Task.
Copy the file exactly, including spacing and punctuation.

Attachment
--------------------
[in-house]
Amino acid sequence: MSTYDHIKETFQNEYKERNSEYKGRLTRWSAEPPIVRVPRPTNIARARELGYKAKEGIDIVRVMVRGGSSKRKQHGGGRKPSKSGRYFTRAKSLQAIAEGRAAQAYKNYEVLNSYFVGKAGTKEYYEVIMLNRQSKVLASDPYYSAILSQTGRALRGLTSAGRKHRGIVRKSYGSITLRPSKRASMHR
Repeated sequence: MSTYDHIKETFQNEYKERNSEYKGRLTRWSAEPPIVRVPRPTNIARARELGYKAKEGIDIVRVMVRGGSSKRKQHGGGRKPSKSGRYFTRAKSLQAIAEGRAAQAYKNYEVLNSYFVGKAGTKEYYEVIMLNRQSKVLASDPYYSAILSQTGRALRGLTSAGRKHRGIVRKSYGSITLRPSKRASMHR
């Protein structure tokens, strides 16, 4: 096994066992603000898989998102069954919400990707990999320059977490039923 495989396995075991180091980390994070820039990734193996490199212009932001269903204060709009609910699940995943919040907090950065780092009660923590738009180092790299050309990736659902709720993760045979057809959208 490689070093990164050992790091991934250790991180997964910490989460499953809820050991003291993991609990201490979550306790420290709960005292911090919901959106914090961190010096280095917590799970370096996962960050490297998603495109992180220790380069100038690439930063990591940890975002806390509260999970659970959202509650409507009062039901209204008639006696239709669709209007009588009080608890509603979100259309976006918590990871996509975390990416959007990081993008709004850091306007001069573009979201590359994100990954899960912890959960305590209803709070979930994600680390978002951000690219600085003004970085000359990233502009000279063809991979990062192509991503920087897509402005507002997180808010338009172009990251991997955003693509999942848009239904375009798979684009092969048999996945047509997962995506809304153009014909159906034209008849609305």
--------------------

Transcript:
[in-house]
Amino acid sequence: MSTYDHIKETFQNEYKERNSEYKGRLTRWSAEPPIVRVPRPTNIARARELGYKAKEGIDIVRVMVRGGSSKRKQHGGGRKPSKSGRYFTRAKSLQAIAEGRAAQAYKNYEVLNSYFVGKAGTKEYYEVIMLNRQSKVLASDPYYSAILSQTGRALRGLTSAGRKHRGIVRKSYGSITLRPSKRASMHR
Repeated sequence: MSTYDHIKETFQNEYKERNSEYKGRLTRWSAEPPIVRVPRPTNIARARELGYKAKEGIDIVRVMVRGGSSKRKQHGGGRKPSKSGRYFTRAKSLQAIAEGRAAQAYKNYEVLNSYFVGKAGTKEYYEVIMLNRQSKVLASDPYYSAILSQTGRALRGLTSAGRKHRGIVRKSYGSITLRPSKRASMHR
């Protein structure tokens, strides 16, 4: 096994066992603000898989998102069954919400990707990999320059977490039923 495989396995075991180091980390994070820039990734193996490199212009932001269903204060709009609910699940995943919040907090950065780092009660923590738009180092790299050309990736659902709720993760045979057809959208 490689070093990164050992790091991934250790991180997964910490989460499953809820050991003291993991609990201490979550306790420290709960005292911090919901959106914090961190010096280095917590799970370096996962960050490297998603495109992180220790380069100038690439930063990591940890975002806390509260999970659970959202509650409507009062039901209204008639006696239709669709209007009588009080608890509603979100259309976006918590990871996509975390990416959007990081993008709004850091306007001069573009979201590359994100990954899960912890959960305590209803709070979930994600680390978002951000690219600085003004970085000359990233502009000279063809991979990062192509991503920087897509402005507002997180808010338009172009990251991997955003693509999942848009239904375009798979684009092969048999996945047509997962995506809304153009014909159906034209008849609305």